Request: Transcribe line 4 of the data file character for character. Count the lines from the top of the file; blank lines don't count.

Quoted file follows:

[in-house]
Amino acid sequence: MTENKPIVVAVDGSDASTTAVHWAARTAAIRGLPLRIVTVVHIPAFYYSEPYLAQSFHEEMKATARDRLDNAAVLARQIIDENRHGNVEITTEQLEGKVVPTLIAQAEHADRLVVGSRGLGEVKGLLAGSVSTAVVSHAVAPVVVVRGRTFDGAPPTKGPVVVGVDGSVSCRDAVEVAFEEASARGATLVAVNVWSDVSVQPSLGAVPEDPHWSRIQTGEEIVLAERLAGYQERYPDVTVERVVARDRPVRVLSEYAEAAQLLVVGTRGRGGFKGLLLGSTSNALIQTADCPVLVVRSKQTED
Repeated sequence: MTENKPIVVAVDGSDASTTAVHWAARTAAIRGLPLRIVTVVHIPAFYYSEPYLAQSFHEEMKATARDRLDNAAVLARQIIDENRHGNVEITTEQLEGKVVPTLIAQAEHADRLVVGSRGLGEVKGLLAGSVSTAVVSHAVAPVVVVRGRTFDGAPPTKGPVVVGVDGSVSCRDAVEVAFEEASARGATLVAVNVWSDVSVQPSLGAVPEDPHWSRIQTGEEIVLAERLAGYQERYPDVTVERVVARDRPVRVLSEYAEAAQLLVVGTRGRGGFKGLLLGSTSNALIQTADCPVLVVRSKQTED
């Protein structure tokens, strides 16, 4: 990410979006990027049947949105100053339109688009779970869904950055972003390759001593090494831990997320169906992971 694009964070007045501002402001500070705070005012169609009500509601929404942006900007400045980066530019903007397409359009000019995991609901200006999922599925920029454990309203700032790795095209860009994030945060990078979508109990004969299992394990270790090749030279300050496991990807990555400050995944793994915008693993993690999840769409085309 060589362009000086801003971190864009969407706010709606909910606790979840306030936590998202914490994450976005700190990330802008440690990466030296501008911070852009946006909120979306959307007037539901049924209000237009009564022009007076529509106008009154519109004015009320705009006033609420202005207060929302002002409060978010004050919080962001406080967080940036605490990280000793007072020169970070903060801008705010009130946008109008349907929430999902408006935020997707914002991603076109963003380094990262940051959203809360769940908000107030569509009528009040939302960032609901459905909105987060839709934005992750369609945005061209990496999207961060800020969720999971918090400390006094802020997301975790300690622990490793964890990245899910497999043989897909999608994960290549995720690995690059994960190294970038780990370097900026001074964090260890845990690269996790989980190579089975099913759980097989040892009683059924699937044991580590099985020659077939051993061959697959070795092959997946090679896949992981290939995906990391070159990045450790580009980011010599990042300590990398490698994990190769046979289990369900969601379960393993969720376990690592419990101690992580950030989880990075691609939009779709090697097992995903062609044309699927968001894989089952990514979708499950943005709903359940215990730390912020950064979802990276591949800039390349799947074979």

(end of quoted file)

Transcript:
């Protein structure tokens, strides 16, 4: 990410979006990027049947949105100053339109688009779970869904950055972003390759001593090494831990997320169906992971 694009964070007045501002402001500070705070005012169609009500509601929404942006900007400045980066530019903007397409359009000019995991609901200006999922599925920029454990309203700032790795095209860009994030945060990078979508109990004969299992394990270790090749030279300050496991990807990555400050995944793994915008693993993690999840769409085309 060589362009000086801003971190864009969407706010709606909910606790979840306030936590998202914490994450976005700190990330802008440690990466030296501008911070852009946006909120979306959307007037539901049924209000237009009564022009007076529509106008009154519109004015009320705009006033609420202005207060929302002002409060978010004050919080962001406080967080940036605490990280000793007072020169970070903060801008705010009130946008109008349907929430999902408006935020997707914002991603076109963003380094990262940051959203809360769940908000107030569509009528009040939302960032609901459905909105987060839709934005992750369609945005061209990496999207961060800020969720999971918090400390006094802020997301975790300690622990490793964890990245899910497999043989897909999608994960290549995720690995690059994960190294970038780990370097900026001074964090260890845990690269996790989980190579089975099913759980097989040892009683059924699937044991580590099985020659077939051993061959697959070795092959997946090679896949992981290939995906990391070159990045450790580009980011010599990042300590990398490698994990190769046979289990369900969601379960393993969720376990690592419990101690992580950030989880990075691609939009779709090697097992995903062609044309699927968001894989089952990514979708499950943005709903359940215990730390912020950064979802990276591949800039390349799947074979």